PRESS RELEASE: Time to Move From Talk to Action on Killer Robots Second United Nations meeting on the subject
13 April 2015
Time to Move From Talk to Action on Killer Robots – Second United Nations meeting on the subject opens in Geneva
Concerns about the prospect of weapons systems that would select and attack targets without further human intervention are multiplying and show the urgent need for nations to begin drafting new international law to preemptively ban the weapons, said the Campaign to Stop Killer Robots as a second round of multilateral talks on the matter began today at the United Nations in Geneva.
“We have fundamental objections to permitting machines to take human life on the battlefield or in policing,” said Nobel Peace Laureate Ms. Jody Williams of the Nobel Women’s Initiative, a co-founder of the Campaign to Stop Killer Robots. “It’s time for nations to move from talking about this challenge to taking action on it.”
Many of the 120 states that are part of the Convention on Conventional Weapons (CCW) are participating in this week’s meeting of experts on “lethal autonomous weapons systems” chaired by Germany’s Ambassador Michael Biontino. The meeting will consider questions relating to the emerging technology of these weapons, but there is not yet a negotiating mandate. Based in large part on this week’s talks, states will decide at the CCW’s annual meeting on 13 November 2015 on whether and how to continue the work.
Several autonomous weapons systems with various degrees of human control are currently in use by high-tech militaries including the US, China, Israel, South Korea, Russia, and the UK. There is concern the trend towards greater autonomy will result in weapons systems that would give machines the capability to select and attack targets without further human intervention.
A few states delivered vague statements that appeared to seek to leave the door open for future technologies during the first CCW meeting on the subject in May 2014, but none openly said they are pursuing the development of fully autonomous weapons. No country vigorously defended or argued for the weapons although Czech Republic and Israel each spoke on the desirability of such systems.
“It should be obvious that the use of any weapons must remain under human control,” said Mr. Thomas Nash, Director of Article 36, a co-founder of the Campaign to Stop Killer Robots. “The task ahead now for all countries is to get down to work and enshrine the principle of meaningful human control in new international law.”
The imperative of maintaining meaningful human control over targeting and attack decisions emerged as the primary point of common ground for many nations participating in the 2014 CCW meeting on killer robots, including Austria, Croatia, France, Germany, Ireland, Mexico, Netherlands, Norway, Switzerland, and the UK.
The call for a preemptive ban on fully autonomous weapons was also central to the deliberations at the 2014 CCW meeting, with five states explicitly endorsing the call: Cuba, Ecuador, Egypt, Holy See, and Pakistan. In 1995, nations adopted a Convention on Conventional Weapons protocol banning blinding lasers, which provides a pertinent example of a weapon that was preemptively banned before it was ever fielded or used.
“It is imperative that states look beyond the purported short-term advantages or benefits of autonomous weapons systems,” said Professor Noel Sharkey, chair of the International Committee for Robot Arms Control (ICRAC), a campaign co-founder. “They must consider the likely disastrous longer-term impact that these weapons will have on global security if we do not prohibit them now.”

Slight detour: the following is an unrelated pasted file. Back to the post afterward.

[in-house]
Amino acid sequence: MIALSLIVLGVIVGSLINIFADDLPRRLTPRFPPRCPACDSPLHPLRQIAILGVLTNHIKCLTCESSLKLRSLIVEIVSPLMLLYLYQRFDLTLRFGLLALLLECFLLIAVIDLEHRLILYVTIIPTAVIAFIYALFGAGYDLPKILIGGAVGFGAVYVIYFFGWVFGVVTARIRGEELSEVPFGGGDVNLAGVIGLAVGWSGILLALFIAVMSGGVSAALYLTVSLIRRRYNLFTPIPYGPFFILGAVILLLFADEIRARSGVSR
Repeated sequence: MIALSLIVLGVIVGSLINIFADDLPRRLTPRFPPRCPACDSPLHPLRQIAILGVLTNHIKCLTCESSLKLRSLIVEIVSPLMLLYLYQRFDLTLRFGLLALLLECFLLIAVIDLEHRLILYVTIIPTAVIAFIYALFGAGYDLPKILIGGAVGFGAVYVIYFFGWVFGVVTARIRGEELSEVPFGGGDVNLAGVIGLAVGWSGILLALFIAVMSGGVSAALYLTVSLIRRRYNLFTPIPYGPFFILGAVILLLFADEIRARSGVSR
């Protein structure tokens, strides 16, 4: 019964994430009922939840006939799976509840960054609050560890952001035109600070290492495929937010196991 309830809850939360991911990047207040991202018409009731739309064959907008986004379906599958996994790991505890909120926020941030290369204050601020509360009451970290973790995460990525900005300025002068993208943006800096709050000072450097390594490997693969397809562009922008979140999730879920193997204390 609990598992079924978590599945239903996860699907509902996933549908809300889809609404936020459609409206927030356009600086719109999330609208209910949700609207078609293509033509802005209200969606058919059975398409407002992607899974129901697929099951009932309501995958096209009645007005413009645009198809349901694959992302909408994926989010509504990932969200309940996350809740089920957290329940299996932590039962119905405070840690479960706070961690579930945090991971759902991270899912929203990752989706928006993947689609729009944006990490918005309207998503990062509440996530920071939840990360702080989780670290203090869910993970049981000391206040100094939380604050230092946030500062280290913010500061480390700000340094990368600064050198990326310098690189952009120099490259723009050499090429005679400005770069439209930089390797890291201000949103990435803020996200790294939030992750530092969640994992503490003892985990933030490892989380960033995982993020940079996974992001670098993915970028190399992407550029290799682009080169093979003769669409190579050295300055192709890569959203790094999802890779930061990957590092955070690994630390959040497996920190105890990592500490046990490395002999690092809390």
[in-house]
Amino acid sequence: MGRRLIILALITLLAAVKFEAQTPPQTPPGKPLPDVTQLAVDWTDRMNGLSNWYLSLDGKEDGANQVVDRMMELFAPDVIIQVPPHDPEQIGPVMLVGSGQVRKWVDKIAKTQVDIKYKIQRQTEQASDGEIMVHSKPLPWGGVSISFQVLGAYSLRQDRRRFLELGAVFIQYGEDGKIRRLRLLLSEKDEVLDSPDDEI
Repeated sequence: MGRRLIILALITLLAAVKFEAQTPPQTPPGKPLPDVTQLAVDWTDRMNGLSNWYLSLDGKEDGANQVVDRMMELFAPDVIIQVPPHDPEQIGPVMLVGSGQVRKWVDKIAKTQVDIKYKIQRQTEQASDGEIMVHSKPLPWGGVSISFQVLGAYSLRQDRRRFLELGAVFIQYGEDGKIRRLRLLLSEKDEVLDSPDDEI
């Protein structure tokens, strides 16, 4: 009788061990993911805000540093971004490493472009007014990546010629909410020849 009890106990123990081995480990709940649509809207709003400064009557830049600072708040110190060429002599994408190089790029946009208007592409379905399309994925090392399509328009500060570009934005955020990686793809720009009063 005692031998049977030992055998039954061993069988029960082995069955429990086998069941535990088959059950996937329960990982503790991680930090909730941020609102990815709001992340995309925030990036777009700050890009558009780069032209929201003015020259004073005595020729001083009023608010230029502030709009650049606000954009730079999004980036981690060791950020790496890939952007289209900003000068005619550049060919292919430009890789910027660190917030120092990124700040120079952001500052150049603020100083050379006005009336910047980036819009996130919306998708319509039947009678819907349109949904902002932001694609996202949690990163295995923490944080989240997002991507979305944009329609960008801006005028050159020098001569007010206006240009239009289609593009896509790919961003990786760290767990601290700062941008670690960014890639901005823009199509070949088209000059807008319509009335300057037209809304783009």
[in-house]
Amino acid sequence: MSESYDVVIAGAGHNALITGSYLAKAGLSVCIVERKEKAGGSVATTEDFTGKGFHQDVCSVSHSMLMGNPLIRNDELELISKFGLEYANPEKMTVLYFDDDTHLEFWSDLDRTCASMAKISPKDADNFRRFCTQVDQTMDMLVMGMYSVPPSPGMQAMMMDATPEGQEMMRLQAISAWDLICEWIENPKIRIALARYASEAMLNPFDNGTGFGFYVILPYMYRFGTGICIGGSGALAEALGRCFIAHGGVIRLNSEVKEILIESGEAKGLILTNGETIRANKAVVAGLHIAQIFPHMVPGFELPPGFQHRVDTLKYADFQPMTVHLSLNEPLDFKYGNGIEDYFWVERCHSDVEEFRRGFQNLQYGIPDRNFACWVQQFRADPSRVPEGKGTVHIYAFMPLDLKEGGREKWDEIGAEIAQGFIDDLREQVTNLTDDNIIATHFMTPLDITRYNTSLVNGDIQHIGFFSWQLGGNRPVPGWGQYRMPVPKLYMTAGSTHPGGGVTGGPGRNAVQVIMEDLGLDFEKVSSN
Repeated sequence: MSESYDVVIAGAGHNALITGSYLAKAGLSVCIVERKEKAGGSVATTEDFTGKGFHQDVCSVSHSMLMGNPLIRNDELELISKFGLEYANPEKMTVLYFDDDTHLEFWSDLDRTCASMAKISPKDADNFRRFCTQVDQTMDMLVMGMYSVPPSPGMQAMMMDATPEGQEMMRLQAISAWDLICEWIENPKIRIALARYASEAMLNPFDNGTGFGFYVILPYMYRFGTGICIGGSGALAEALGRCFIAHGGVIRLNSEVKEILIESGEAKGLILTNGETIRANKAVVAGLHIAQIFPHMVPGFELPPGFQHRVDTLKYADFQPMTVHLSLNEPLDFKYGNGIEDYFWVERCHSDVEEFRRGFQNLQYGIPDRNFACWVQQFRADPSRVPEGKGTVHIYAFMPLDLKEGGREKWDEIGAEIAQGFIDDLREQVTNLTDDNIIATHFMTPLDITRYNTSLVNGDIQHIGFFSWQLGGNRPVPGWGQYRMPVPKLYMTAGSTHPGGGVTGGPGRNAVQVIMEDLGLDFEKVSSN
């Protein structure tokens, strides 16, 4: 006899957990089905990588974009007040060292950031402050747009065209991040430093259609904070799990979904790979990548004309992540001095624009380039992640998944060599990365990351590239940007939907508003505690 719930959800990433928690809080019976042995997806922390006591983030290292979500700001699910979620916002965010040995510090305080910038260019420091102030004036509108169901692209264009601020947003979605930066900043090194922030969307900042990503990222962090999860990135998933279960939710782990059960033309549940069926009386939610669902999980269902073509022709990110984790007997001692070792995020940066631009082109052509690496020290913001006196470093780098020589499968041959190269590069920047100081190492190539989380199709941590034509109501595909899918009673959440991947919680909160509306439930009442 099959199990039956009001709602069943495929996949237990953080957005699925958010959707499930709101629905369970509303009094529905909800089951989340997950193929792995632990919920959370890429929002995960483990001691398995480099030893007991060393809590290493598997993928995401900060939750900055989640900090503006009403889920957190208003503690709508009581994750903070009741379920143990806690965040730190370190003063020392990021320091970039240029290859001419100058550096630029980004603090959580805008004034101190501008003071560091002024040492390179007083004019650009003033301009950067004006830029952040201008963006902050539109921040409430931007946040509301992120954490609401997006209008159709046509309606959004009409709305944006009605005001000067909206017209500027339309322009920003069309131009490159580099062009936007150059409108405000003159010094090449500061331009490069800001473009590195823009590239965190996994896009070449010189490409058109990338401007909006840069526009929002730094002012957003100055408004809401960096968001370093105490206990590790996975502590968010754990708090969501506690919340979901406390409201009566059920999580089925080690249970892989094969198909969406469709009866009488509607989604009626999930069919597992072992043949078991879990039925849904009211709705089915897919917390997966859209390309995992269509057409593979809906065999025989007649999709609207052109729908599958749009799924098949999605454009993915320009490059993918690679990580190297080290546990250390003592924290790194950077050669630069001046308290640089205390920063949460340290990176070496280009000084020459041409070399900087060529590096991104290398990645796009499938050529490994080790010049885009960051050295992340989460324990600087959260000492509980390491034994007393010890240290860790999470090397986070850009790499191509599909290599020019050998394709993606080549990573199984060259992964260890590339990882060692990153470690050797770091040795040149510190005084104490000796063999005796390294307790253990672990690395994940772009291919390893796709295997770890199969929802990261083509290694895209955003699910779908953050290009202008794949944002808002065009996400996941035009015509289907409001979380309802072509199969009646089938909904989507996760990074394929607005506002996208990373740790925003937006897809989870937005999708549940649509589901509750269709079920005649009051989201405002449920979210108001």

The Campaign to Stop Killer Robots supports any action to urgently address fully autonomous weapons in any forum. It calls on all nations to establish and articulate their policy on fully autonomous weapons and to start working urgently at both the national and international level to legislate a preemptive ban.
Publications issued by campaign members include:
A 30-page “Autonomous Weapons Systems” briefing by Amnesty International examining their implications for international law, particularly international human rights law and standards.
A briefing paper by Article 36 entitled “Killing by Machine” argues that meaningful human control over weapon systems is required in every individual attack and calls on states to develop new international law to make this requirement explicit.
The 38-page report “Mind the Gap” report by Human Rights Watch details why the lack of meaningful human control would make it difficult to hold anyone criminally or civilly accountable for the unlawful actions that fully autonomous weapons would be prone to commit.
A leaflet by the International Committee for Robot Arms Control (ICRAC) entitled “Ten Problems for Global Security” that details fundamental ways in which autonomous weapons systems could perilously impact global security.
The Campaign to Stop Killer Robots delegation to the 2015 CCW meeting includes roboticists, scientists, academics, lawyers, military veterans, and industry representatives from countries including Canada, Colombia, Egypt, Germany, the Netherlands, Norway, Switzerland, UK, and US.
Representatives will address the plenary of the CCW meeting and will also present at Campaign to Stop Killer Robots side event briefings during the week during the lunch break at 13:00 on Monday, 13 April in UN Conference Room XXIV and at 13:00 on Tuesday, 14 April and Friday, 17 April in Conference Room XXIII.
Official documents on the 2015 meeting, including the agenda and expert speakers, are available from the CCW website in addition to the campaign website.
Contact information for the Campaign to Stop Killer Robots:
- Website: www.stopkillerrobots.org
- Facebook: http://www.facebook.com/#!/stopkillerrobots
- Flickr: http://www.flickr.com/people/stopkillerrobots
- Twitter: @BanKillerRobots
- YouTube: http://www.youtube.com/user/StopKillerRobots